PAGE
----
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Paint & Draw

Paint & Draw Xmas 2016

Featuring a range of step-by-step tutorials led by professional artists will help you improve your skills at your own pace, covering all sorts of unique techniques and all types of media - from watercolours, acrylics and oils to pastels and pencils. With 100 packed pages per issue, Paint & Draw also provides exclusive interviews, features, news and reviews to keep you enthused and inspired to make your own masterpieces.

Country:
United Kingdom
Language:
English
Publisher:
Future Publishing Ltd
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In this issue

1 min.
finding beauty in winter skies and...traffic jams?!

Since working on Paint & Draw, I’ve started using my eyes a bit more. That may sound silly, but whether I’m on the morning train commute, or looking out of my office window (it’s good to have screen breaks at least 100 times a day, I’m told), I’ve just been soaking in all the detail around me. It all seems worth painting – whether it’s my fourth-floor view of the changing sky and textures in the Bath Stone buildings that peer over the Avon river, or the sluggish trail of cars that I cycle through on my way home! Hopefully looking through this issue of P&D will have a similar effect on you. We’ve put together a selection of styles, subjects and techniques all tied together by the sheer joy of…

5 min.
palette

“An icon of 19th century British art that is endlessly reproduced and disseminated around the world” FLAMING JUNE RETURNS TO LONDON Lord Frederic Leighton’s masterpiece finally returns to its origins LEIGHTON’S ICONIC Flaming June – the portrait of a graceful, sleeping figure swathed in a sheer orange dress that echoes the warm Mediterranean sun behind her – has returned from Puerto Rico, where it has been displayed for over 50 years, to the studio where it was painted. One of the most famous and widely reproduced Victorian artworks, the portrait stars in an exhibition at Leighton House Museum in Kensington called ‘Flaming June: The Making of an Icon’. The exhibition also features the other paintings Leighton showed in the 1895 Royal Academy Summer Exhibition, which was his final submission before his death a few…

2 min.
five great exhibitions...

WINIFRED NICHOLSON Middlesbrough Institute of Modern Art brings together 20th century Cumbrian artist Winifred Nicholson’s landscapes, still lifes and portraits – including her experiments with abstraction and colour – from across the breadth of her career and her travels around Europe. The ‘Liberation of Colour’ exhibition runs until 12 February. www.visitmima.com OUT OF CHAOS The Ben Uri organisation was founded by Jewish immigrants in London in 1915, to nurture art and creativity. This celebration of its centenary features impressive artworks that explore their enforced journeys and struggles with identity and acceptance, among other themes. The exhibition at Newcastle’s Laing Art Gallery runs until 26 February. www.twmuseums.org.uk/laing MATISSE: DRAWING WITH SCISSORS This exhibition features 35 prints of Matisse’s cut-outs from the last four years of his life, including iconic images such as The Snail and the…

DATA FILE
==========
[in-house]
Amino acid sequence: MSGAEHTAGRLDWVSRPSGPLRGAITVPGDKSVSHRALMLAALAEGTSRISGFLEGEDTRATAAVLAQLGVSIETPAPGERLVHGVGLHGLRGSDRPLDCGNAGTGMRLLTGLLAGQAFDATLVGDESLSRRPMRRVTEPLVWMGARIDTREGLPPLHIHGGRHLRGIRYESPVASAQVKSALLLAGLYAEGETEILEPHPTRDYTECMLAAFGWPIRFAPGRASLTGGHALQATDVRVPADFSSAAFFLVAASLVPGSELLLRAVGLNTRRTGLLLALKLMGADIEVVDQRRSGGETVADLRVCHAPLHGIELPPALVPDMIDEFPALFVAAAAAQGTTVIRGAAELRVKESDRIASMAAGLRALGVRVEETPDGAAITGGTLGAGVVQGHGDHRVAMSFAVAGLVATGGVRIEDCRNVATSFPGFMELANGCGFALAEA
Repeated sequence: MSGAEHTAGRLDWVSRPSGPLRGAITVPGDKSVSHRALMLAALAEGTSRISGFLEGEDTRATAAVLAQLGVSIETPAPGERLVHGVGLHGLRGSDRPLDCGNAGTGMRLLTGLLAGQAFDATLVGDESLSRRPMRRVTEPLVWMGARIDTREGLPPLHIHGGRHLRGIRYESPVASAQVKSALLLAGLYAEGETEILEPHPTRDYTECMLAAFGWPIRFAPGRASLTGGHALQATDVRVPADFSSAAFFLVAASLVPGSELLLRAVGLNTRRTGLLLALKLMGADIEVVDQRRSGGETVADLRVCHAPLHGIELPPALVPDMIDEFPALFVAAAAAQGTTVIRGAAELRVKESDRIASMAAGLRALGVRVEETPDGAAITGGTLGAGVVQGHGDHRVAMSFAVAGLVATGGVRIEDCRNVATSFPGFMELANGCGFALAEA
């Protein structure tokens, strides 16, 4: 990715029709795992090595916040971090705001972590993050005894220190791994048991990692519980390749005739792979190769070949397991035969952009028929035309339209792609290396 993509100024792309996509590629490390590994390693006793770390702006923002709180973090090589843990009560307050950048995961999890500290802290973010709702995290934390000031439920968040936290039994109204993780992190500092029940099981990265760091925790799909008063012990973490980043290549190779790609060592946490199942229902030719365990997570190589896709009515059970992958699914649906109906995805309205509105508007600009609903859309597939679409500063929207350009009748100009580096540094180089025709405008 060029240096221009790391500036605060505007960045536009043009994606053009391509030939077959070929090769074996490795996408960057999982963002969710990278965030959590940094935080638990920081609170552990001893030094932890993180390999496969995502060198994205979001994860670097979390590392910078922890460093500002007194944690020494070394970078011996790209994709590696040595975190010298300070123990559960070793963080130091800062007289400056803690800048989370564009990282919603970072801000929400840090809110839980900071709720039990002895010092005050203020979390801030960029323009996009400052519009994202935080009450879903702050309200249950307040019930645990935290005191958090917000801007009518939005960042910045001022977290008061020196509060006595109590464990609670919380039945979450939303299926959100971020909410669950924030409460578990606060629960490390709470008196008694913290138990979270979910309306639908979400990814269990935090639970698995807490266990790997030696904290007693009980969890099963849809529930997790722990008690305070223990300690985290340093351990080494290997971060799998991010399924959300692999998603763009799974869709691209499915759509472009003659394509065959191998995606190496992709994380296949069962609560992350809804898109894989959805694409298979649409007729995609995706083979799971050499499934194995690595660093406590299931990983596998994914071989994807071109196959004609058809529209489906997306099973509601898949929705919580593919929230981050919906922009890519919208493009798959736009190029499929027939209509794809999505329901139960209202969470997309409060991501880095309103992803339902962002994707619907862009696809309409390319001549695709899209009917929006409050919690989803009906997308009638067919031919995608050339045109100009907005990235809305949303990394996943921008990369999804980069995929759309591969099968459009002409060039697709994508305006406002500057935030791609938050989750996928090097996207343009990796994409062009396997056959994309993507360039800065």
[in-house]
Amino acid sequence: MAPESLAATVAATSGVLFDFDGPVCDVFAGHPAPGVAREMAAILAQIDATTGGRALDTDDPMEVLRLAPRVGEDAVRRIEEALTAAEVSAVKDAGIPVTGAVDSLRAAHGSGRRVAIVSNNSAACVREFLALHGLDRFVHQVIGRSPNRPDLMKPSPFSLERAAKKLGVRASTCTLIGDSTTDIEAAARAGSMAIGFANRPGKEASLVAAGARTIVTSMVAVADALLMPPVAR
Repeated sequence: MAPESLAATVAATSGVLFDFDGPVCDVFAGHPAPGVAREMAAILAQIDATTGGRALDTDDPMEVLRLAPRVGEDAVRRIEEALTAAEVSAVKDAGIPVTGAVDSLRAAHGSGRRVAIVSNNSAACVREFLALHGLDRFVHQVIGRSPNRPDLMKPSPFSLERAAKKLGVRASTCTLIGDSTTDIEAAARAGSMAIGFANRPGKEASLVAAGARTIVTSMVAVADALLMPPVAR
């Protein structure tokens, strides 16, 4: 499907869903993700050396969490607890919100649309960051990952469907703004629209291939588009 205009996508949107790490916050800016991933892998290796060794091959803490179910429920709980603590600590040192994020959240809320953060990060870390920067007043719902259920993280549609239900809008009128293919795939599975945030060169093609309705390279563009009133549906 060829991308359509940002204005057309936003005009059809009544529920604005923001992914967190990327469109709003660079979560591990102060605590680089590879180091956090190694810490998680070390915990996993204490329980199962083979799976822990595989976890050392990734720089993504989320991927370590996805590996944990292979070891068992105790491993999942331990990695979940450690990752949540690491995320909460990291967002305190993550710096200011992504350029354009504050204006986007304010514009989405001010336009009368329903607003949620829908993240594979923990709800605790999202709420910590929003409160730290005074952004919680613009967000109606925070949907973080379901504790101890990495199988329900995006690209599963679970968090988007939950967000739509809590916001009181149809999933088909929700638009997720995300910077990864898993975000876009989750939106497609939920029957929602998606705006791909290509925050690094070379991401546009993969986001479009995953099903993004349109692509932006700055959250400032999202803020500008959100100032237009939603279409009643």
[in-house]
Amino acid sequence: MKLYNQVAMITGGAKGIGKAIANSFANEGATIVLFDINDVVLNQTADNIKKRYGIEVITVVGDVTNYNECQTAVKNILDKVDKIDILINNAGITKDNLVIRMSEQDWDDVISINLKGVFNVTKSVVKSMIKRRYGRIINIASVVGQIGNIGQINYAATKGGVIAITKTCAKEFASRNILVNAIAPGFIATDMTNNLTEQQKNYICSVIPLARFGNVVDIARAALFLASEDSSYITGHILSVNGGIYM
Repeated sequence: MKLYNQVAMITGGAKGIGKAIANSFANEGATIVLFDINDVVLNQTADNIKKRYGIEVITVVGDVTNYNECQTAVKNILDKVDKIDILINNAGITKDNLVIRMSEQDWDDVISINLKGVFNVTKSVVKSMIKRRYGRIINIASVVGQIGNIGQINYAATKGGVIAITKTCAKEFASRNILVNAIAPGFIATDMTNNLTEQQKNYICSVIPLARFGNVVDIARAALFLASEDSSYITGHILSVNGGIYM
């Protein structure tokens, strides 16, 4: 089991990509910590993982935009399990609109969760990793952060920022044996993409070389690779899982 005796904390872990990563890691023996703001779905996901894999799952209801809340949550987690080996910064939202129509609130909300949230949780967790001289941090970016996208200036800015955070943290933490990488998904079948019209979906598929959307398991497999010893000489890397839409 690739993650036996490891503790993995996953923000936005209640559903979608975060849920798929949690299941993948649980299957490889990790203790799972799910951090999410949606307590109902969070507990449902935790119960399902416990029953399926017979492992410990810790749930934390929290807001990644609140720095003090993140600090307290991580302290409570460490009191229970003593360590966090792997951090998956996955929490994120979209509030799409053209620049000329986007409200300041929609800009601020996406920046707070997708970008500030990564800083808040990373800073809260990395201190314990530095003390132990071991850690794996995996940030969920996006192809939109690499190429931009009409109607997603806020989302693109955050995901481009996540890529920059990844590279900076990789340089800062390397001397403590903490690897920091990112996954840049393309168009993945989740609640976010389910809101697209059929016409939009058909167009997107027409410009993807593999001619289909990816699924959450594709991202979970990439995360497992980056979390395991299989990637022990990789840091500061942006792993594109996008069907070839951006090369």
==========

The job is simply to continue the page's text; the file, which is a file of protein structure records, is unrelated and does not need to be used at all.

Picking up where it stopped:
13 min.
bitesize

Mix more realistic-looking colours THE MOST important lesson you can learn about how to accurately mix colour is the relationship that complementary colours have with each other. No matter what medium you use, from coloured pencils through to oil paints, being able to understand the effect these colour combinations have on each other is crucial to understanding colour mixing. When mixing colour, begin by choosing a tube colour that’s closest to the shade you’re trying to emulate in paint. Next, look at your subject’s tone to decide whether you need to make the tube colour darker or lighter. Then look at the saturation of the colour you’re attempting to mix. You can’t make the colour straight out of the tube any more vibrant, so most of the time you’ll be desaturating the colour…

7 min.
get instant results with chinese inks

Chinese spontaneous-style painting is tremendously inspiring and can even help you to develop your watercolour skills. Using economic strokes, minimum colour and leaving white space are some of the most important methods I have learned from this painting style. When I lived in China, I mostly painted in a traditional ink and wash, freehand style using Chinese inks and brushes. Then when I studied for an architecture degree in the USA, watercolour classes were part of the curriculum. I found painting with watercolours much easier than traditional Chinese painting, and I couldn’t believe how well my paintings turned out. I realised that what I had learned from Chinese ink painting about controlling the water, ink and colours on the absorbent rice papers had really set me up for success in watercolours. Because…

6 min.
paint & draw in...the lake district

Gently lapping lake shores, sweeping fellsides and looming mountains in the Lake District have inspired artists for centuries. By the time Wordsworth fretted over “cheap trains pouring out their hundreds” at Windermere in the 1840s, a century of tourists had already visited the district, driven by a series of articles praising the dramatic, picturesque landscape. Poet and scholar Thomas Gray’s 1769 Journal of his Tour in the Lake District quickly became one of the 18th century’s most popular guides to the Lakes, and in 1777 aspiring landscape painter Joseph Farington replicated Gray’s journey, painting the places Gray had noted. Some of the country’s most successful painters soon followed Farington to the Lake District, including John Varley, John Constable and JMW Turner – whose 1816 painting of the river Lune from St…